“The basis for pro tanto loss of priority has been explained as follows: This result is premised on the assumption that such transactions prejudice the interests of such junior lienholders. Suppose, for example, that a modification agreement results in an increase of the interest rate on a $10,000 mortgage balance from 11 percent to 14 percent. If, as is likely, this increases the mortgage payments, this enhanced debt burden increases the risk of default and foreclosure as to both senior and junior mortgagees. Moreover, the junior lienor's margin of protection in the real estate is reduced to the extent that the higher interest rate increases the amount of the senior debt. Similarly, if the principal balance of the senior debt is increased from $10,000 to $12,000, prejudice to the junior lienor is obvious. The mortgagor's higher total debt burden could increase the likelihood of default and foreclosure for all liens on the property, and the junior's margin of protection in the mortgaged real estate is reduced. Moreover, in both of the above modifications, if the junior lienor is forced to satisfy the senior mortgage in order to protect his or her position, the amount required for such a satisfaction will be more than could have been contemplated at the time the junior interest was acquired. 1 G. Nelson & D. Whitman, Real Estate Finance Law 816-17 (3d ed. 1993).
A few cases have found that there was no prejudice resulting from interest rate increases: Strong v. Stoneham Co-op. Bank, 310 N.E.2d 607 (Mass. Ct. App. 1974) (apparently distinguishing Guleserian, supra, on the ground that the senior lender had no knowledge of junior lienholders, either actual or constructive, at the time it entered into the loan modification. The distinction is dubious and the case seems contrary to general authority); Commerce Sav. Lincoln, Inc. v. Robinson, 331 N.W.2d 495 (Neb. 1983) (cross-collateralization and increase in interest did not affect priority where lender ignorant of junior liens and substituted mortgages - case may involve special considerations of purchase money mortgages).
A decrease in the senior mortgage interest rate is not deemed to prejudice the interest of junior lienholders. See Big Land Inv. Corp. v. Lomas & Nettleton Fin. Corp., 657 P.2d 837 (Alaska 1983).
2.b.3. Other Loan Terms: The Burney Case:
A recent Missouri case, Burney v. McLaughlin, 63 S.W.3d 223 (Mo. App. S.D. 9/28/01), provides a good example as to how the principles discussed here apply in the context of loan workouts, and is discussed in detail.
Burneys owned two adjacent parcels. They constructed a motel on Parcel One, and sold that parcel to C&J. In this deal, C&J paid $1 million cash, to Burneys, paid off Burneys' $1 million construction loan, replacing it with a new loan from Bank, secured by Parcel One, and gave a note to Burneys for another $1 million, also secured by Parcel One. Burneys executed an express subordination of the priority of their purchase money deed of trust to Bank's deed of trust on Parcel One.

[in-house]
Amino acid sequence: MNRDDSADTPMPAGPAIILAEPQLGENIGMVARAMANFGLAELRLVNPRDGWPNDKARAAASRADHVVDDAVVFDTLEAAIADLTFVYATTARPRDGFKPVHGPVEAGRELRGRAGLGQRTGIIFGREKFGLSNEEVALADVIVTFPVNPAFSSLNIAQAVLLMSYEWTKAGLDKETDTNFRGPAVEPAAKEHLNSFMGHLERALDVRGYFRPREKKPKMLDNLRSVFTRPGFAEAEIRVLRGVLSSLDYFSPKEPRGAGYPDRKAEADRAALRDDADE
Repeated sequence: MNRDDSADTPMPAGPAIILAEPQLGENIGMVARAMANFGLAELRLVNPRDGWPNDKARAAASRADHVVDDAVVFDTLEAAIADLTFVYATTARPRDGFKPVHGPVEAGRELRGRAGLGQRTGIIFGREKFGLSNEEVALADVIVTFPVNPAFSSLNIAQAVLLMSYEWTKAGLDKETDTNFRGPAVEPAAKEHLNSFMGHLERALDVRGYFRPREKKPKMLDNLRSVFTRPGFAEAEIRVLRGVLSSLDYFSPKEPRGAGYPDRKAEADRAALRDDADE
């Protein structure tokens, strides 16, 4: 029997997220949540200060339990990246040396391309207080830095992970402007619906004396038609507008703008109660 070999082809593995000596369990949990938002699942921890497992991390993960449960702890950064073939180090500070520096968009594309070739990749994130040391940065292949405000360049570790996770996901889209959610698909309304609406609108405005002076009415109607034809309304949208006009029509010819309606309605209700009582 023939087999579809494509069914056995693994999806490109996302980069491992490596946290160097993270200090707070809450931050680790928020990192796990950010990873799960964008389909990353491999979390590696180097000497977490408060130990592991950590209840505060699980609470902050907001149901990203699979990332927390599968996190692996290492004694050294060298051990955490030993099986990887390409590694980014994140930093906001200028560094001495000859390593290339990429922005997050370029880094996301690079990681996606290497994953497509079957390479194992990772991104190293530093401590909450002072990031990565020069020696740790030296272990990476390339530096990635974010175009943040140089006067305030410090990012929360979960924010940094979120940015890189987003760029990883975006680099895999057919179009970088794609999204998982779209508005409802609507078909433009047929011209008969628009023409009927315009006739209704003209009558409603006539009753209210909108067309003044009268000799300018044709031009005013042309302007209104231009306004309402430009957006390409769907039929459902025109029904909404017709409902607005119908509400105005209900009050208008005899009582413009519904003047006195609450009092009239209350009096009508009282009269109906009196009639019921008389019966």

Subsequently, C&J acquired Parcel Two from Burneys with money borrowed from Bank, and constructed an addition to the motel on Parcel Two. The acquisition and construction loans were at first secured only by Parcel Two. Later, however, C&J gave Bank a new deed of trust on Parcel One securing this loan. This new deed of trust, everyone agreed, was subordinate to both the Bank's original deed of trust on Parcel One and to Burneys' deed of trust on Parcel One.
Soon thereafter, the project got into trouble, and there ensued a series of modifications and extensions of the C&J loans as the parties attempted to accomplish a workout of the project's difficulties. These modifications at first were simply extensions of the payment structure of the C&J structure. Later they included increases in the interest rate, and, in the last few adjustments, the Bank also added a cross collateralization clause, linking the Parcel One and Parcel Two loans, and provisions adding additional "closing fees, appraisal fees and provisions relating to bankruptcy [unspecified]."
Ultimately, C&J just surrendered and notified Bank that it would not reopen the motel following the traditional winter closing. The Bank filed for foreclosure, intending to sell Parcel One and Parcel Two at foreclosure together as a single operation. Burneys obtained a temporary restraining order enjoining the foreclosure pending resolution of priority.
Burneys claimed that Bank had lost its priority over the Burney lien through its frequent modifications of the secured loan on Parcel One.